OK, “everything” is a strong word, but the following charts on the cost of solar panels should be super useful to you. Of course, to get a very specific cost of solar panels estimate for your own home, just spend about 60 seconds answering a few question at the link above and we can hook you up with this in a jiffy. (A completely free process, of course.) But, if you’re just interested in some general information on the cost of solar panels, look no further, we’ve got the goods right here:
10 Cost of Solar Panels & Cost of Solar Power Charts
1. The average cost of solar panels has gone from $76.67/watt in 1977 to just $0.698/watt today (the second figure is according to PVinsights, and is even lower than the 2013 projected price in the chart below).
Well, that basically tells you everything you need to know right there — the cost of solar panels today is about 100 times lower than the cost of solar panels in 1977 (even mopvre than 100 times lower!) — but I promised 10 charts, so let’s dig in even further and throw on some other fun charts and graphs.
2. What is really important is that the cost of electricity from solar panels is now lower than the cost of retail electricity for most people.
That’s big! That means that people like you and me (if we have a roof) can cut our electricity costs by putting solar panels on our roofs! This is why major companies like Walmart, IKEA, Google, Apple, Facebook, Costco, Kohl’s, Macy’s, Staples, and many others are starting to go solar in a big way.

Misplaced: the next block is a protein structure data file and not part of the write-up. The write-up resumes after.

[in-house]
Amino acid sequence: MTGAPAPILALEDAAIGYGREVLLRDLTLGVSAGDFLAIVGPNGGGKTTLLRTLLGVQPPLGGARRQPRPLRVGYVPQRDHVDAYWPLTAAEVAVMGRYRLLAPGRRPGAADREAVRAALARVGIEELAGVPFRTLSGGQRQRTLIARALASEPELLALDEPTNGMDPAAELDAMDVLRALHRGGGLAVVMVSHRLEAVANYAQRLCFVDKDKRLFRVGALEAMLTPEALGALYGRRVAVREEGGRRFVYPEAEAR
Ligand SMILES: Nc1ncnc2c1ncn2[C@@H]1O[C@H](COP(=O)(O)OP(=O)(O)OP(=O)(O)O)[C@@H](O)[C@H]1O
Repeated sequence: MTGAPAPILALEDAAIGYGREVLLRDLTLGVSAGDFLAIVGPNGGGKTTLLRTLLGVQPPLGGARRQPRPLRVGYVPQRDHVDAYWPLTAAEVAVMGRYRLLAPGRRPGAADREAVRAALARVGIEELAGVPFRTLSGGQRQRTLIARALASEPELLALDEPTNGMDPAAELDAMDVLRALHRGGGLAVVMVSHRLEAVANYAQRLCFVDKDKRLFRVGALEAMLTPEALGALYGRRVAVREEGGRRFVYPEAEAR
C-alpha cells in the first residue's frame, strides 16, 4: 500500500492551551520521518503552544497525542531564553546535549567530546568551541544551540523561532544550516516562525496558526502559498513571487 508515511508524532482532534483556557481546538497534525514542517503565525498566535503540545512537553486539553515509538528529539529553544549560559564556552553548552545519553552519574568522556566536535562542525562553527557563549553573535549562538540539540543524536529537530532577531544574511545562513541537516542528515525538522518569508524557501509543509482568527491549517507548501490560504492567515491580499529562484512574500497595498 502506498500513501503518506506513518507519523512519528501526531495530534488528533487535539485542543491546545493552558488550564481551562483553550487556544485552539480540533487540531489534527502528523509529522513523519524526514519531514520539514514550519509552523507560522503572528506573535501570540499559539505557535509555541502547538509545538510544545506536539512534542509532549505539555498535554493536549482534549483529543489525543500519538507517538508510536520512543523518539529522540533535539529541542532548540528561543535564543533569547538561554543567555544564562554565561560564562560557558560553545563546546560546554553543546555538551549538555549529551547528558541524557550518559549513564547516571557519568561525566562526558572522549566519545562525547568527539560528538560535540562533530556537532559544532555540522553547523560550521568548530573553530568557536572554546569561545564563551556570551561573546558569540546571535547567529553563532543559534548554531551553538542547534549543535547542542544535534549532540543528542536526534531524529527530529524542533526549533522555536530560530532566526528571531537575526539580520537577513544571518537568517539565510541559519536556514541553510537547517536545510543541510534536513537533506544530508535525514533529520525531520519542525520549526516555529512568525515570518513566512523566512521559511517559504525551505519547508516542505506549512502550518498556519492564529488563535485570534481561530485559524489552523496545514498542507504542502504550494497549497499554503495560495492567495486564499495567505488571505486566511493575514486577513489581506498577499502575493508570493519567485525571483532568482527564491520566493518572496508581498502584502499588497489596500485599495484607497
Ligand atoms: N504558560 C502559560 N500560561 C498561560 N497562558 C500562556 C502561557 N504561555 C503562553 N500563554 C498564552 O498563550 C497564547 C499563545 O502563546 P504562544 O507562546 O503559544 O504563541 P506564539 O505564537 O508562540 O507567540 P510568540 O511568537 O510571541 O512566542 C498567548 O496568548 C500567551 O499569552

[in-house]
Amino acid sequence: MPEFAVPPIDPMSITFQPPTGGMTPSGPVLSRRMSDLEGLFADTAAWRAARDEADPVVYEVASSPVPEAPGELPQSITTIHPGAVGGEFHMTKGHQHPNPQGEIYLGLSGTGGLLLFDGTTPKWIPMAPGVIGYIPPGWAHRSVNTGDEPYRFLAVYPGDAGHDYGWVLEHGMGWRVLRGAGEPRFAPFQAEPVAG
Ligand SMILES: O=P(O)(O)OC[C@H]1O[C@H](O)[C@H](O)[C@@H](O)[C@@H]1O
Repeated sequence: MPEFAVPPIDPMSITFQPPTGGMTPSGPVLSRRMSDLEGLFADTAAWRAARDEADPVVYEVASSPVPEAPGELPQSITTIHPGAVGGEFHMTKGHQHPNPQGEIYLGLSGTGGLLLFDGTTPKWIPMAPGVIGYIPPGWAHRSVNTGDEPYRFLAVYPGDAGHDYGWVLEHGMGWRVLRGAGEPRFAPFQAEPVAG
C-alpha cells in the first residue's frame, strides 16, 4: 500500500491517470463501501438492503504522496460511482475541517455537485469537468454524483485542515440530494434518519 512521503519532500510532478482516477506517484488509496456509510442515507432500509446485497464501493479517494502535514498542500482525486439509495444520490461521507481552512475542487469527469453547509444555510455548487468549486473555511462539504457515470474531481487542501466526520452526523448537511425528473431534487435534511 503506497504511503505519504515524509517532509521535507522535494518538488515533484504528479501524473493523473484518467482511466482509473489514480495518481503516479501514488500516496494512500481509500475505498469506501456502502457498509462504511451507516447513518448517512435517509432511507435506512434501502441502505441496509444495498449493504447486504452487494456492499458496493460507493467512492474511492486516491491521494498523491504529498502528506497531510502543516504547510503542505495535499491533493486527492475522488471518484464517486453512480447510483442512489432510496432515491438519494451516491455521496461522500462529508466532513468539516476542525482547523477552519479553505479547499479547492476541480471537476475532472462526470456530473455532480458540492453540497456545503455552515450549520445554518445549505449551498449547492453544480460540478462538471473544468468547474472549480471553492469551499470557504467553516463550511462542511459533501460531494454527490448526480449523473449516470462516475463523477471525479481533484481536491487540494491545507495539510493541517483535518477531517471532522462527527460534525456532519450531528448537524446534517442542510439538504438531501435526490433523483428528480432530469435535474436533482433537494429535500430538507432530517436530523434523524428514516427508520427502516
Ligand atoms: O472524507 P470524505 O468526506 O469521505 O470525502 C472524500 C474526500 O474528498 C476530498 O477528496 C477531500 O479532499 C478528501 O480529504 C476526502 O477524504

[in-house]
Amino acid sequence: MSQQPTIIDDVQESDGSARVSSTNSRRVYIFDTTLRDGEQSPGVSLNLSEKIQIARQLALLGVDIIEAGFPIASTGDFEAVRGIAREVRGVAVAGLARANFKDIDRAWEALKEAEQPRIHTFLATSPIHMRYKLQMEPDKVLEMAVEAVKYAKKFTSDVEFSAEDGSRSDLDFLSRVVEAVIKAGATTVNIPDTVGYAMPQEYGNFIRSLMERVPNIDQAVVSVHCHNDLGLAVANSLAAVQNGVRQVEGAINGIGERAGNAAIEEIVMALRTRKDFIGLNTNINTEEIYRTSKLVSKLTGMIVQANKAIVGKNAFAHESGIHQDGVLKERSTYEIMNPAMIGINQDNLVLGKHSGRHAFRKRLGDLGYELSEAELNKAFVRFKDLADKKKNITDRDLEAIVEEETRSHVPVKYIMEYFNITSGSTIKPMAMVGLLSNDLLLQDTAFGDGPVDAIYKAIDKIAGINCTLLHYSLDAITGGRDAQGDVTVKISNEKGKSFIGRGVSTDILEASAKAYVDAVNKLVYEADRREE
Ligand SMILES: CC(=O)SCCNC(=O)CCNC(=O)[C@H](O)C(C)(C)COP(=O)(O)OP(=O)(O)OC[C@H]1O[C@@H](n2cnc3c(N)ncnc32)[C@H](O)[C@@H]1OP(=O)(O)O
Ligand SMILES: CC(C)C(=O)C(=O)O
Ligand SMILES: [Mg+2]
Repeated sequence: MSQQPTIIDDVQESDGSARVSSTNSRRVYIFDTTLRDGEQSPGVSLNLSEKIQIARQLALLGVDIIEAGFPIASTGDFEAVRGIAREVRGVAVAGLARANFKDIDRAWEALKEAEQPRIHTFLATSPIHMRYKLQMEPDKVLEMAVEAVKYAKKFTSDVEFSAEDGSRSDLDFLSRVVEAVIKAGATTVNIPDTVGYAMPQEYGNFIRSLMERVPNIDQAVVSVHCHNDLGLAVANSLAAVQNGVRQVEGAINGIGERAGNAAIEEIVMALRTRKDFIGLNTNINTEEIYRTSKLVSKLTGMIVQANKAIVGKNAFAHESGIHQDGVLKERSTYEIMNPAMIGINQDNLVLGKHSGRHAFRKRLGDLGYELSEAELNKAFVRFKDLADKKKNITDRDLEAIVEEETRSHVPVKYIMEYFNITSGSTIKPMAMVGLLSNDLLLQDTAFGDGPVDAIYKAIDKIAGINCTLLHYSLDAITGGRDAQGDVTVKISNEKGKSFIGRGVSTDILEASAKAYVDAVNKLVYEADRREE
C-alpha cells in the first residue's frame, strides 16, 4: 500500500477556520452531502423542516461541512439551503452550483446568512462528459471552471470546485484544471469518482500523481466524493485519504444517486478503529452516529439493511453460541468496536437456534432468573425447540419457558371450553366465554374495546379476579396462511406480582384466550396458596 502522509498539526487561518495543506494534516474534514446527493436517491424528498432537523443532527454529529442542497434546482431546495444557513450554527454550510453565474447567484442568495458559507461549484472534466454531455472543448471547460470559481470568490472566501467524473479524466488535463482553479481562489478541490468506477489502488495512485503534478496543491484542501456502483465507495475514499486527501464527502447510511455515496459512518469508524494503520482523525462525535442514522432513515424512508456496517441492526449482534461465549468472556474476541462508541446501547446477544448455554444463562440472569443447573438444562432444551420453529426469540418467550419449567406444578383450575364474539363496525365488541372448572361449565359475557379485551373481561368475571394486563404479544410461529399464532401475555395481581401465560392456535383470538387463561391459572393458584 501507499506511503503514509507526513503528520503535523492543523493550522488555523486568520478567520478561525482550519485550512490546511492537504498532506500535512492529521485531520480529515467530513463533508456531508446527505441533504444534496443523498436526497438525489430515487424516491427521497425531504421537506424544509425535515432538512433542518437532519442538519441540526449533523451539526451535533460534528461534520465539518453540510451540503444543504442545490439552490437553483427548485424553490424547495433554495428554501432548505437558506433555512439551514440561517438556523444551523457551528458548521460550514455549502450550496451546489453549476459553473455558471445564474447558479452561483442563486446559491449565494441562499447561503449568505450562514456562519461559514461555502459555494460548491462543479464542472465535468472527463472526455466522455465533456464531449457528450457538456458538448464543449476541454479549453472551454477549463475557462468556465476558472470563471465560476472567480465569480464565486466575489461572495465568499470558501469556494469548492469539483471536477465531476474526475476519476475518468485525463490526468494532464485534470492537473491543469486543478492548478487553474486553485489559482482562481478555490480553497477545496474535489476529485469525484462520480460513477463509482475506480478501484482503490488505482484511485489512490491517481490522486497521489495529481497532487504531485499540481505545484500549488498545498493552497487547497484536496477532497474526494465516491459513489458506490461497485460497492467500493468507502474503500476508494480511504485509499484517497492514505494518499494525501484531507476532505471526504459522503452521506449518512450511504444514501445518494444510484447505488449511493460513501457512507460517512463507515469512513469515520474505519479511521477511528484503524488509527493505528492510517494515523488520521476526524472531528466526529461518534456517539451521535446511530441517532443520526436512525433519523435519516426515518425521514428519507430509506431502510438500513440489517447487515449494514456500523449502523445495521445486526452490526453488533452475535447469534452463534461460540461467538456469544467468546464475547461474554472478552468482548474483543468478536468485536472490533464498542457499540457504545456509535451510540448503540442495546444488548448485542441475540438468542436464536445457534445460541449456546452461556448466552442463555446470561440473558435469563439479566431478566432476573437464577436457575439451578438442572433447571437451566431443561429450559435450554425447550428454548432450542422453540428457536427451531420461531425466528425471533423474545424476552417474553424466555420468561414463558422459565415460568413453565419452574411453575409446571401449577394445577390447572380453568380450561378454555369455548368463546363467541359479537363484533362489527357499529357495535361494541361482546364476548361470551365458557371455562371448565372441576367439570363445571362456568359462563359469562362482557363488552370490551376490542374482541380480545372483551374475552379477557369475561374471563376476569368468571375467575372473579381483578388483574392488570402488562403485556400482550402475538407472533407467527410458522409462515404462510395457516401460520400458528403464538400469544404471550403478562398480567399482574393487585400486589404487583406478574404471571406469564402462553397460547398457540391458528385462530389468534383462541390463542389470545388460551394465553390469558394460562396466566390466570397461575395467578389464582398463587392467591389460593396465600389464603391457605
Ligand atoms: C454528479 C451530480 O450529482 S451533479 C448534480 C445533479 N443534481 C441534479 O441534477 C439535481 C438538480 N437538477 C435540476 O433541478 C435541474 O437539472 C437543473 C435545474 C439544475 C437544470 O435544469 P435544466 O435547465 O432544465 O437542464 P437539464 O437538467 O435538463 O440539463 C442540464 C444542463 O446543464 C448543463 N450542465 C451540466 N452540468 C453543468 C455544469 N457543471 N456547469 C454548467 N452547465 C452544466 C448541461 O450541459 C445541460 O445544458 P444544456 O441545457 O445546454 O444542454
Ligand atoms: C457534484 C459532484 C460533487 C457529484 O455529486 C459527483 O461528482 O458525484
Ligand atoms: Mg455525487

Of course, as you can see in that graph above, the cost of solar is headed towards the wholesale cost of electricity from natural gas… which would actually get utility companies and power plant developers switching to solar in a big way. (The cost of solar power actually varies quite a bit from place to place, and solar has crossed those lines in some locations.)
3. Here’s another look at the falling cost of solar panels (or, as the industry calls them, solar modules), focusing on the years 1985 to 2011:
4. Are you actually interested in the cost of installed solar power systems? And even perhaps the cost of installed solar power systems by sector? Here’s a chart on that, for the US, up through the second quarter of 2013:
5. Are you interested in seeing how the cost of solar panels compares to the cost of its main competitor? If so, have a look at this comparison between the cost of solar and the cost of electricity from gas- and diesel-fired peaking power plants:
6 & 7. Are you interested in seeing how much solar panels save the average American who goes solar… or even the average person in California, Florida, New York, Texas, Hawaii, and so on? Below are two infographics on just that. Just note, however, that these averages are based on the cost of solar panels in 2011 (as I think you’ve gathered by now, the cost has dropped considerably since then).
8. So, with all of this information on the drop in the cost of solar panels and the cost of solar-generated electricity, you’re probably thinking that solar power project growth should be going through the roof by now, right? Indeed, it is:
9. That’s for solar power growth across the world, but the story is the same for solar power growth in the US:
10. With projections for the coming few years:
So, what’s the lesson today?
The lesson is: the cost of solar panels has fallen off a cliff, and that means that solar power now crushes electricity from the grid for a huge number of people. If you have a roof and don’t have solar panels on it, stop wasting your time and see what the cost of solar is and how much you can save right now!